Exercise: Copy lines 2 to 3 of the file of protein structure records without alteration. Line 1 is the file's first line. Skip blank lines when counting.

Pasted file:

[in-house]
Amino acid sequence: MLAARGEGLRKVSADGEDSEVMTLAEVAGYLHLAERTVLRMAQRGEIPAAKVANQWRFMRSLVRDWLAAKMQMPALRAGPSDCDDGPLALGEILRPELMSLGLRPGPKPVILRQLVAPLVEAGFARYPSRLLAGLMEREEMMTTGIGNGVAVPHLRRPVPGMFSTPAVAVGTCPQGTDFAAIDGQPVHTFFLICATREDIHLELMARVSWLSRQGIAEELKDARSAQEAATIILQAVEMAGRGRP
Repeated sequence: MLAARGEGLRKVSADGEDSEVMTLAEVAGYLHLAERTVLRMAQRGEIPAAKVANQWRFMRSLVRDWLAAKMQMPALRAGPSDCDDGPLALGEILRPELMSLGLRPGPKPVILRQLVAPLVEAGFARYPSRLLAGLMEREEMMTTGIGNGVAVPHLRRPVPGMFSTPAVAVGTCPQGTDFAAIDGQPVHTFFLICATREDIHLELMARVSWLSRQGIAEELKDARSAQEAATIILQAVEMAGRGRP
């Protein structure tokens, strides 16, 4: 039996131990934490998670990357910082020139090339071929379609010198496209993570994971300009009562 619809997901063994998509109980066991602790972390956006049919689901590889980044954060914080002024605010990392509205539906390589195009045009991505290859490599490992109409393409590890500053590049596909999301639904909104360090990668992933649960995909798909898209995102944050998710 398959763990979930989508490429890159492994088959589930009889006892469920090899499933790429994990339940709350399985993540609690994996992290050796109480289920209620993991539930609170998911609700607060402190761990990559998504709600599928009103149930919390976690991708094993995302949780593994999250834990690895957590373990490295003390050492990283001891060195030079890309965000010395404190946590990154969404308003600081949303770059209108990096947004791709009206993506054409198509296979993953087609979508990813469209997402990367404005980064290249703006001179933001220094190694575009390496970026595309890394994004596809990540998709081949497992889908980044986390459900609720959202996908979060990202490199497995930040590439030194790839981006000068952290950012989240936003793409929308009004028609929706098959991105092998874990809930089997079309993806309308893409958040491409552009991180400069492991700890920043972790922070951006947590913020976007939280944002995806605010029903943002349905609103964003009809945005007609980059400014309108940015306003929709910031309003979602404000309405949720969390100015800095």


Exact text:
Amino acid sequence: MLAARGEGLRKVSADGEDSEVMTLAEVAGYLHLAERTVLRMAQRGEIPAAKVANQWRFMRSLVRDWLAAKMQMPALRAGPSDCDDGPLALGEILRPELMSLGLRPGPKPVILRQLVAPLVEAGFARYPSRLLAGLMEREEMMTTGIGNGVAVPHLRRPVPGMFSTPAVAVGTCPQGTDFAAIDGQPVHTFFLICATREDIHLELMARVSWLSRQGIAEELKDARSAQEAATIILQAVEMAGRGRP
Repeated sequence: MLAARGEGLRKVSADGEDSEVMTLAEVAGYLHLAERTVLRMAQRGEIPAAKVANQWRFMRSLVRDWLAAKMQMPALRAGPSDCDDGPLALGEILRPELMSLGLRPGPKPVILRQLVAPLVEAGFARYPSRLLAGLMEREEMMTTGIGNGVAVPHLRRPVPGMFSTPAVAVGTCPQGTDFAAIDGQPVHTFFLICATREDIHLELMARVSWLSRQGIAEELKDARSAQEAATIILQAVEMAGRGRP